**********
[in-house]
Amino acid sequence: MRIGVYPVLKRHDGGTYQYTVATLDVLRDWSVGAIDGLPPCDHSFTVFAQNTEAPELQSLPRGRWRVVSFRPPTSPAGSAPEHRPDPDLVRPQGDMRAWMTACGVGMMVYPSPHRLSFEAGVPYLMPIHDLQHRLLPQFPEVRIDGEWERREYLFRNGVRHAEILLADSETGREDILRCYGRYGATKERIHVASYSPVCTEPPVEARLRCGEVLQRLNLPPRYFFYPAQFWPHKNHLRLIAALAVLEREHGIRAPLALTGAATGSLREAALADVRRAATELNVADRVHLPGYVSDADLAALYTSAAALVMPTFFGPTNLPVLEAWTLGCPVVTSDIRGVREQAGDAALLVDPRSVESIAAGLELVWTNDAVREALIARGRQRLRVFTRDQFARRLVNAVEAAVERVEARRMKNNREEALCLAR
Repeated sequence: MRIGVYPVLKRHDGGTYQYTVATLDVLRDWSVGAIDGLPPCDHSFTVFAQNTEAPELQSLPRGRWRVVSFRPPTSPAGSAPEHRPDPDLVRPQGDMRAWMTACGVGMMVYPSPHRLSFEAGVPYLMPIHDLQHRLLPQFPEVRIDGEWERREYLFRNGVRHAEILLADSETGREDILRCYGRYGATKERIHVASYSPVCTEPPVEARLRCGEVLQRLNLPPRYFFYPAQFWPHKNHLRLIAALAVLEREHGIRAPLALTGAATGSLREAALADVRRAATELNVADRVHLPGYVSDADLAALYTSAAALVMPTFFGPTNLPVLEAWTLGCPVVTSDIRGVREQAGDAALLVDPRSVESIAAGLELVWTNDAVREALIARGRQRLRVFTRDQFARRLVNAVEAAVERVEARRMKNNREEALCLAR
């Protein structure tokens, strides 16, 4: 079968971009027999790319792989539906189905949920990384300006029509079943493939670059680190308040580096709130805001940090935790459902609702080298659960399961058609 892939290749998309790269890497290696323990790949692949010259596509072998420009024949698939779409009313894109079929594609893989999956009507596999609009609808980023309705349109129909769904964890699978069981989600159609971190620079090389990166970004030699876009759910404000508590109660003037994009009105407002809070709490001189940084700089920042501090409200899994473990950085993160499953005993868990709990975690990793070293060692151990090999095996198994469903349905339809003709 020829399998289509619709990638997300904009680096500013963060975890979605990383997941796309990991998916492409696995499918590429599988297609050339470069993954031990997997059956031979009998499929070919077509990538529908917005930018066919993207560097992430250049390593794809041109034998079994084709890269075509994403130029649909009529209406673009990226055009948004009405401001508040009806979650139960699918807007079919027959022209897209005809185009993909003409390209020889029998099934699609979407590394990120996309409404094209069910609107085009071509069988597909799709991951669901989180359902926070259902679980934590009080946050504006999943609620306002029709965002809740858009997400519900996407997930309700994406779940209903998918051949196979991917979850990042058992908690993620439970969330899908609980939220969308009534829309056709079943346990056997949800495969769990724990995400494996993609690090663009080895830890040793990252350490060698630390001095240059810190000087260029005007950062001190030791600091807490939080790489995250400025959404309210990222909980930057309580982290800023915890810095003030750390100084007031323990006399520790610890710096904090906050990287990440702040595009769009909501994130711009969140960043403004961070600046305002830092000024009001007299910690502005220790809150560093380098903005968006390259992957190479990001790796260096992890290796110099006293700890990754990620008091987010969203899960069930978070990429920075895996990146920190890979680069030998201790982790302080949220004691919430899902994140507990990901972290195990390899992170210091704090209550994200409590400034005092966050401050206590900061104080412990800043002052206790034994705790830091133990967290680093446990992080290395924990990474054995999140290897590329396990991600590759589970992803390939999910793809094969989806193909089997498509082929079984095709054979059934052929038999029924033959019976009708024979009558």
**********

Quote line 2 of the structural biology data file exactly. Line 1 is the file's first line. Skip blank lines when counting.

Amino acid sequence: MRIGVYPVLKRHDGGTYQYTVATLDVLRDWSVGAIDGLPPCDHSFTVFAQNTEAPELQSLPRGRWRVVSFRPPTSPAGSAPEHRPDPDLVRPQGDMRAWMTACGVGMMVYPSPHRLSFEAGVPYLMPIHDLQHRLLPQFPEVRIDGEWERREYLFRNGVRHAEILLADSETGREDILRCYGRYGATKERIHVASYSPVCTEPPVEARLRCGEVLQRLNLPPRYFFYPAQFWPHKNHLRLIAALAVLEREHGIRAPLALTGAATGSLREAALADVRRAATELNVADRVHLPGYVSDADLAALYTSAAALVMPTFFGPTNLPVLEAWTLGCPVVTSDIRGVREQAGDAALLVDPRSVESIAAGLELVWTNDAVREALIARGRQRLRVFTRDQFARRLVNAVEAAVERVEARRMKNNREEALCLAR